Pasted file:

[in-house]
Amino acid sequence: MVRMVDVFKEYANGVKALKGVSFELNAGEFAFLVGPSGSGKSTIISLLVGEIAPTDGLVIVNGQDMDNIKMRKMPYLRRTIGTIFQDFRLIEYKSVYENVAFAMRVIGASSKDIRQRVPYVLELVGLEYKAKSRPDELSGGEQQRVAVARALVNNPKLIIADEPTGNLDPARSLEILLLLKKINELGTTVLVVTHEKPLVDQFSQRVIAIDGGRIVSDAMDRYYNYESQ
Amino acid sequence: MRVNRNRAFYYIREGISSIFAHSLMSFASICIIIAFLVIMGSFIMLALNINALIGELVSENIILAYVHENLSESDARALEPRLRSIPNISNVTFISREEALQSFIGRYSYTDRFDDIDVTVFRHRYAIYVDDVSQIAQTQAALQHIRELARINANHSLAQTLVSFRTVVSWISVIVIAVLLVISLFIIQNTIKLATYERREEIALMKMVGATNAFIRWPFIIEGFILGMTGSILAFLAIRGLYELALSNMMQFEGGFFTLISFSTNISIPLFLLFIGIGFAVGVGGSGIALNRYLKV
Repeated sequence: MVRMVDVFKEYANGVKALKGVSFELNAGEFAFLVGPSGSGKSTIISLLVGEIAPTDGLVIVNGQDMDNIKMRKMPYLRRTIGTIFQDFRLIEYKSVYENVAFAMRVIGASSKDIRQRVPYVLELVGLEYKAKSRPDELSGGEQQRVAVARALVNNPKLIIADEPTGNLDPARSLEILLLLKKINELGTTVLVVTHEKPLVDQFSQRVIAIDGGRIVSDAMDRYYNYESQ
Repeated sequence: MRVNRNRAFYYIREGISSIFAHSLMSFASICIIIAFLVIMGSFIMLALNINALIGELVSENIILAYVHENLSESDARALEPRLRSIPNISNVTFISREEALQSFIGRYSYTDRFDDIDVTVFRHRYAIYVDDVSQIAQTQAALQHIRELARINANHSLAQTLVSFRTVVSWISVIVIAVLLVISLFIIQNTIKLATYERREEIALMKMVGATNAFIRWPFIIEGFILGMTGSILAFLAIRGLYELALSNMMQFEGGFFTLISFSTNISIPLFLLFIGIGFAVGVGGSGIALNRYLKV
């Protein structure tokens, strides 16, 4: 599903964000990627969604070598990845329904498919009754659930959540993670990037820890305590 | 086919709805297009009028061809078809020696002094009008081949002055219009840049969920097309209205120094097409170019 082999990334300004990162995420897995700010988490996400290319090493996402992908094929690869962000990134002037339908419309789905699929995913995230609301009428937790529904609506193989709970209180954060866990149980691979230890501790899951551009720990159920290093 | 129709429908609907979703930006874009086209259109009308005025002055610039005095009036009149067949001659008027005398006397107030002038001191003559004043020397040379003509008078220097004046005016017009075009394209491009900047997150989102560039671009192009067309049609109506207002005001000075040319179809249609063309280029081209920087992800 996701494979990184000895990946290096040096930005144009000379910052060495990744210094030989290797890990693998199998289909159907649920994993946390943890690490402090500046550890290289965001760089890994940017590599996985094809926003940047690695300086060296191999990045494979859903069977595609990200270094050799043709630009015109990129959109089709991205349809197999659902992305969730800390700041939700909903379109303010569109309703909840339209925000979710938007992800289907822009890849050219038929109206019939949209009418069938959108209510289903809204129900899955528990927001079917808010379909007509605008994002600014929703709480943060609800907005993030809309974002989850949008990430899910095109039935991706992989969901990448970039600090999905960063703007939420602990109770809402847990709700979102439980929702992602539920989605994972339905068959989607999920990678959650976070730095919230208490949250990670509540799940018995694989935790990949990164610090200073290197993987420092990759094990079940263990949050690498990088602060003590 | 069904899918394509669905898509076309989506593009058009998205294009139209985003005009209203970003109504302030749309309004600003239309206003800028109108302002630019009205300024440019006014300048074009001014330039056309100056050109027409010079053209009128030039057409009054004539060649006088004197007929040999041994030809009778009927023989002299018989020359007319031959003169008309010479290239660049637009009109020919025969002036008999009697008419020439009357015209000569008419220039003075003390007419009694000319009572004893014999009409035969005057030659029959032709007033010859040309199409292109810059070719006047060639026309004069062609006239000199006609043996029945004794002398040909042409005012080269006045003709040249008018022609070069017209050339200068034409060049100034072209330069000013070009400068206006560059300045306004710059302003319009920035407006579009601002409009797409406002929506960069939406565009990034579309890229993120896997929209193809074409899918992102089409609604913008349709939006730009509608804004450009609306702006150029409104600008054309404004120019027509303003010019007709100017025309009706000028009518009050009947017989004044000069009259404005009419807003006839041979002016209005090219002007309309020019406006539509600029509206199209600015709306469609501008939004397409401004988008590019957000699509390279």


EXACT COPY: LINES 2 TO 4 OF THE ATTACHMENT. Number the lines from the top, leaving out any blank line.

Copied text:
Amino acid sequence: MVRMVDVFKEYANGVKALKGVSFELNAGEFAFLVGPSGSGKSTIISLLVGEIAPTDGLVIVNGQDMDNIKMRKMPYLRRTIGTIFQDFRLIEYKSVYENVAFAMRVIGASSKDIRQRVPYVLELVGLEYKAKSRPDELSGGEQQRVAVARALVNNPKLIIADEPTGNLDPARSLEILLLLKKINELGTTVLVVTHEKPLVDQFSQRVIAIDGGRIVSDAMDRYYNYESQ
Amino acid sequence: MRVNRNRAFYYIREGISSIFAHSLMSFASICIIIAFLVIMGSFIMLALNINALIGELVSENIILAYVHENLSESDARALEPRLRSIPNISNVTFISREEALQSFIGRYSYTDRFDDIDVTVFRHRYAIYVDDVSQIAQTQAALQHIRELARINANHSLAQTLVSFRTVVSWISVIVIAVLLVISLFIIQNTIKLATYERREEIALMKMVGATNAFIRWPFIIEGFILGMTGSILAFLAIRGLYELALSNMMQFEGGFFTLISFSTNISIPLFLLFIGIGFAVGVGGSGIALNRYLKV
Repeated sequence: MVRMVDVFKEYANGVKALKGVSFELNAGEFAFLVGPSGSGKSTIISLLVGEIAPTDGLVIVNGQDMDNIKMRKMPYLRRTIGTIFQDFRLIEYKSVYENVAFAMRVIGASSKDIRQRVPYVLELVGLEYKAKSRPDELSGGEQQRVAVARALVNNPKLIIADEPTGNLDPARSLEILLLLKKINELGTTVLVVTHEKPLVDQFSQRVIAIDGGRIVSDAMDRYYNYESQ